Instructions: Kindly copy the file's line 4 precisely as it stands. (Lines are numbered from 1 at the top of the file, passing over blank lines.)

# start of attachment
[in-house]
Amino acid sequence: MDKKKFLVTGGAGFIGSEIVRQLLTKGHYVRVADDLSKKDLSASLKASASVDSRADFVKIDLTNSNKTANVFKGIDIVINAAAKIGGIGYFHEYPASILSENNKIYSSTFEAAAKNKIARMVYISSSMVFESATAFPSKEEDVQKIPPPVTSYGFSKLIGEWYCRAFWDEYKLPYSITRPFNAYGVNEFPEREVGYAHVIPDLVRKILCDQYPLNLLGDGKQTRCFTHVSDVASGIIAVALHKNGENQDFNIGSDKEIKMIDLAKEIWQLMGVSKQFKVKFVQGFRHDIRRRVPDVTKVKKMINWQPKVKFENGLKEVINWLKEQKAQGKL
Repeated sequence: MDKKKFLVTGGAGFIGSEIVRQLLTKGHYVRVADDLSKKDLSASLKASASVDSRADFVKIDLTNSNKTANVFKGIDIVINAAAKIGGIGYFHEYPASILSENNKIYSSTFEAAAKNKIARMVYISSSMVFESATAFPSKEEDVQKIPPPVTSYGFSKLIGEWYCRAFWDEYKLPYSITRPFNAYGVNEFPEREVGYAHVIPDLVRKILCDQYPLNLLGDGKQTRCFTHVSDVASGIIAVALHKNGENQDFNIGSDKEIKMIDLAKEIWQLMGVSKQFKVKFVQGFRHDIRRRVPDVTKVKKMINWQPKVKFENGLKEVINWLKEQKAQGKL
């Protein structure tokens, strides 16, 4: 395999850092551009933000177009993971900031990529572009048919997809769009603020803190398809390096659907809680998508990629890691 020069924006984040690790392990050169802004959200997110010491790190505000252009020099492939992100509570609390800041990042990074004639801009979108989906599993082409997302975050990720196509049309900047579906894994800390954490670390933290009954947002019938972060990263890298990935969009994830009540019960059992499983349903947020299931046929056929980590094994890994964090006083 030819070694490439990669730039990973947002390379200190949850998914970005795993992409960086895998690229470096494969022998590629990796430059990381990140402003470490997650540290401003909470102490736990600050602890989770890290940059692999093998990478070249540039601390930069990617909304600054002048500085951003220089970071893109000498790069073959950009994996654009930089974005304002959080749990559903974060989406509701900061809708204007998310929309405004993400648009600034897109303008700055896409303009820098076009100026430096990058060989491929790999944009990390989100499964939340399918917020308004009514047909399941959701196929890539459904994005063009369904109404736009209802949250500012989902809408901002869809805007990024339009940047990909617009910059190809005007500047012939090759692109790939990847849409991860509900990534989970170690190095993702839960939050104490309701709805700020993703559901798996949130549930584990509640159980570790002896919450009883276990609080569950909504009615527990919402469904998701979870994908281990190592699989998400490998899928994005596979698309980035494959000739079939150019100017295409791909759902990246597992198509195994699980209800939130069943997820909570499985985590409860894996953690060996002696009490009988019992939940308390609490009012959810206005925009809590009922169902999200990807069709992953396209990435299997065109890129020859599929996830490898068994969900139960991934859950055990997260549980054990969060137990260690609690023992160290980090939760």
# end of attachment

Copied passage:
């Protein structure tokens, strides 16, 4: 395999850092551009933000177009993971900031990529572009048919997809769009603020803190398809390096659907809680998508990629890691 020069924006984040690790392990050169802004959200997110010491790190505000252009020099492939992100509570609390800041990042990074004639801009979108989906599993082409997302975050990720196509049309900047579906894994800390954490670390933290009954947002019938972060990263890298990935969009994830009540019960059992499983349903947020299931046929056929980590094994890994964090006083 030819070694490439990669730039990973947002390379200190949850998914970005795993992409960086895998690229470096494969022998590629990796430059990381990140402003470490997650540290401003909470102490736990600050602890989770890290940059692999093998990478070249540039601390930069990617909304600054002048500085951003220089970071893109000498790069073959950009994996654009930089974005304002959080749990559903974060989406509701900061809708204007998310929309405004993400648009600034897109303008700055896409303009820098076009100026430096990058060989491929790999944009990390989100499964939340399918917020308004009514047909399941959701196929890539459904994005063009369904109404736009209802949250500012989902809408901002869809805007990024339009940047990909617009910059190809005007500047012939090759692109790939990847849409991860509900990534989970170690190095993702839960939050104490309701709805700020993703559901798996949130549930584990509640159980570790002896919450009883276990609080569950909504009615527990919402469904998701979870994908281990190592699989998400490998899928994005596979698309980035494959000739079939150019100017295409791909759902990246597992198509195994699980209800939130069943997820909570499985985590409860894996953690060996002696009490009988019992939940308390609490009012959810206005925009809590009922169902999200990807069709992953396209990435299997065109890129020859599929996830490898068994969900139960991934859950055990997260549980054990969060137990260690609690023992160290980090939760």